Institutions supporting the Left represent a different and more intractable problem. This is one exceptional case where a programme to encourage the withholding of subscriptions would be important – ie, a quasi-political persuasion campaign would be necessary. But on most dimensions, the Labour Party of late has an appalling track-record of being on the citizen’s side: I suspect many members out there would see the light on this issue before too long if they were convinced that the ‘movement’ behind it was not anti-working man.
There is, nevertheless, another route into Beast starvation whatever the colour of the Party. We all use banks and they would all go bust (especially now) very quickly if focused cash and deposit withdrawals got off the ground. Banks desperately need taxpayers’ money. I think the right one could be persuaded very quickly to pull the plug on loans held from political Parties.
Refusal to pay tax is an area I can’t touch as a writer in a public medium, because the encouragement of it is against the Law. I can only observe that when it comes to taxation, there are 55 million of us, and about 3,500 of them. I can discuss the issue freely in email, but not on a public blogsite.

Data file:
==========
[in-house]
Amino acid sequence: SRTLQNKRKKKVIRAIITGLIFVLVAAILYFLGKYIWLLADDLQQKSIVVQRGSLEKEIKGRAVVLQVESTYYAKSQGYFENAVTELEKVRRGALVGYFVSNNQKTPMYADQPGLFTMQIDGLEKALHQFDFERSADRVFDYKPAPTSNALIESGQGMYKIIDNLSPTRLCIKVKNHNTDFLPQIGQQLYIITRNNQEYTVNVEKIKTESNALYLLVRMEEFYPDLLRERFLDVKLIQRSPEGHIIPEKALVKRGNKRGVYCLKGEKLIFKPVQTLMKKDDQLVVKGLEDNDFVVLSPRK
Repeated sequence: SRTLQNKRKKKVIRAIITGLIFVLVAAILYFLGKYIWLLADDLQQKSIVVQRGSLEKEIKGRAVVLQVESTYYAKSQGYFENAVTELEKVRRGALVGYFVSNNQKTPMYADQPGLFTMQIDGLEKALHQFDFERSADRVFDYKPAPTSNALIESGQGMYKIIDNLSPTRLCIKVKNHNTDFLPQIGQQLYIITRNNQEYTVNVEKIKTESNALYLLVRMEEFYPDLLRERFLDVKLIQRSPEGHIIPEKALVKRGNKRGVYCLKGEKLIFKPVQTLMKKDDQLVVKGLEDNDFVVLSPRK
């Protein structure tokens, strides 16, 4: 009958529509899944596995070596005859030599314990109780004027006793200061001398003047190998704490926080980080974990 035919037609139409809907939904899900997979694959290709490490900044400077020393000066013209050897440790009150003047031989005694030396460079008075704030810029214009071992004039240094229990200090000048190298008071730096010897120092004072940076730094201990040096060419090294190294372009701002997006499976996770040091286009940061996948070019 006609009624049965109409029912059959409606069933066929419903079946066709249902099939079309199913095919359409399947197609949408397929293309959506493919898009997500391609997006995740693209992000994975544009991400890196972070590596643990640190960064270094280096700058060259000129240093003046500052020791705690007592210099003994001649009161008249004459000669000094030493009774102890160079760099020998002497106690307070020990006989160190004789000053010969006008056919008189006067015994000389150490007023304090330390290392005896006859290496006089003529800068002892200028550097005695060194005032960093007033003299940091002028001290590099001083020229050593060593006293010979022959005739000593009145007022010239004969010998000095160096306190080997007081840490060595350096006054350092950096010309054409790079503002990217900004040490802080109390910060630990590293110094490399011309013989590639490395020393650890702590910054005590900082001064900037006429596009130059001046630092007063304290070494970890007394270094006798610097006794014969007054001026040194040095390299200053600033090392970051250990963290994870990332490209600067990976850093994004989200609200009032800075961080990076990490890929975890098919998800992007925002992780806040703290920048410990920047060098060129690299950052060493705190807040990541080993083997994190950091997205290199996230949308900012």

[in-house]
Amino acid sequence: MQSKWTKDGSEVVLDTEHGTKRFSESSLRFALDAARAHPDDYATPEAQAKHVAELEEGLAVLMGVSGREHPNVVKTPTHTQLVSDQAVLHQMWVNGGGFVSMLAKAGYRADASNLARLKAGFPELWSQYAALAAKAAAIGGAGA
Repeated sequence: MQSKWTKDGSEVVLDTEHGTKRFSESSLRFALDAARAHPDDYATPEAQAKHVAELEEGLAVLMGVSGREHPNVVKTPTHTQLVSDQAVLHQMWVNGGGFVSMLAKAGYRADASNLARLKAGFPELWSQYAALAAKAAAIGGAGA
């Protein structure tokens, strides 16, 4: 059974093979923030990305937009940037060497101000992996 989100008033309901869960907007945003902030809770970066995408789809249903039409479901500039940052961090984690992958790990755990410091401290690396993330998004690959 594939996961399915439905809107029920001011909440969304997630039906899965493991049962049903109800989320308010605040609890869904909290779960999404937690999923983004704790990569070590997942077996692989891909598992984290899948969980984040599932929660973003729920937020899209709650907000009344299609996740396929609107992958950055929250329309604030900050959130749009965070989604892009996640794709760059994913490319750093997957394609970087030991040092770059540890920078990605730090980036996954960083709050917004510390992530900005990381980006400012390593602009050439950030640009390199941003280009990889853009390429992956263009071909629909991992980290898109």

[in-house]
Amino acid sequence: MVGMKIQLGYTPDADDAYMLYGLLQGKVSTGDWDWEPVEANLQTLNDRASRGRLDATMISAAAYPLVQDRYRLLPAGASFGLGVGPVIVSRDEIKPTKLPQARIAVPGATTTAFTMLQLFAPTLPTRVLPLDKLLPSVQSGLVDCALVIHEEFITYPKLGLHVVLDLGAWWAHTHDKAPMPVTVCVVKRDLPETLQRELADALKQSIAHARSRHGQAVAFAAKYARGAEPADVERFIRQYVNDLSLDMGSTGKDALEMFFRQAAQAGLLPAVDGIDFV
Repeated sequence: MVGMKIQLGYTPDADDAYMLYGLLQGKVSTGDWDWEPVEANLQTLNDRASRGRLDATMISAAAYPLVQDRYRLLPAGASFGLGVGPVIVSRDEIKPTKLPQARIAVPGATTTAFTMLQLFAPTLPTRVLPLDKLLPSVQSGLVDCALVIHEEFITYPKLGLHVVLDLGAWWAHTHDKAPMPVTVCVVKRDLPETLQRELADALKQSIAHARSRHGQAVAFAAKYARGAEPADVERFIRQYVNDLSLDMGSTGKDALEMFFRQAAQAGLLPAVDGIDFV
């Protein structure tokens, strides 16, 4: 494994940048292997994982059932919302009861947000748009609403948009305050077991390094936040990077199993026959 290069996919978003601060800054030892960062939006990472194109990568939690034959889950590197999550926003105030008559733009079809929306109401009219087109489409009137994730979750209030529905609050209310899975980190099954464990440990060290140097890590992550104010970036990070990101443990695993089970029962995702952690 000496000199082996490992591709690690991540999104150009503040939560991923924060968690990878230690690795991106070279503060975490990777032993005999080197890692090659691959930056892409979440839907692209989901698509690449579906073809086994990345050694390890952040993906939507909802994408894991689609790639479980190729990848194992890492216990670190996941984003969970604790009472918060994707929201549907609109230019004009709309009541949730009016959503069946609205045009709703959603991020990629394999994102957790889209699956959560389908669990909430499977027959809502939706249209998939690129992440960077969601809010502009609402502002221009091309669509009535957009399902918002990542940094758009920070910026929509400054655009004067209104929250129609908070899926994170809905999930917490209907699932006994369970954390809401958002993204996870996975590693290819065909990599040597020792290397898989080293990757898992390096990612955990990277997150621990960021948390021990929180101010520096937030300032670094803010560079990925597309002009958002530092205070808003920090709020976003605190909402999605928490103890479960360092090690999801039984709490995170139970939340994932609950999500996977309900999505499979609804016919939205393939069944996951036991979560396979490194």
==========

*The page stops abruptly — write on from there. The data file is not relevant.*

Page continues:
These moves, if organised with fervour and vigour, would obviously engender an almost immediate political crisis; to be more precise, they would produce a UK Sovereign crisis within at the most weeks, because Britain’s lenders would become nervous about the possibility of default – especially given the as yet unproven ability of the Coalition to cut debt and increase GDP. This is blindingly obviously where it would get sticky: anyone involved in the Beast-starvation strategy would be a target from at best media smears and – at worst – attempts to pass draconian laws against them.
Victory in that situation would, however, lead very quickly to all the major Parties losing control of their MPs, and the rapid formation of alternative groupings once the inevitable decision to hold an election had been taken. This is the other point at which a political move would be crucial to the revolution’s success: the heavy canvassing of those electors who rarely if ever vote, on the grounds that the activists have already demonstrated that the Beast can be killed by concerted extinguishing of its breath.
The aim at this point would be to have newly-elected MPs pass laws immediately to render all commercial, money based lobbying and Party donations illegal….replacing that funding model with one based on State funding via taxpayer contribution. Three points here: (1) everyone objects to this idea, but if you’re killing a Beast, big guns are expensive – and the only thing that works; (2) the right system would give the electors real powers of choice about who got the money….and increase the power of the citizen still more; and (3) as the result of these events would be a different type of legislator being attracted and elected, then for the citizen it would again represent an investment in more power and a fairer culture.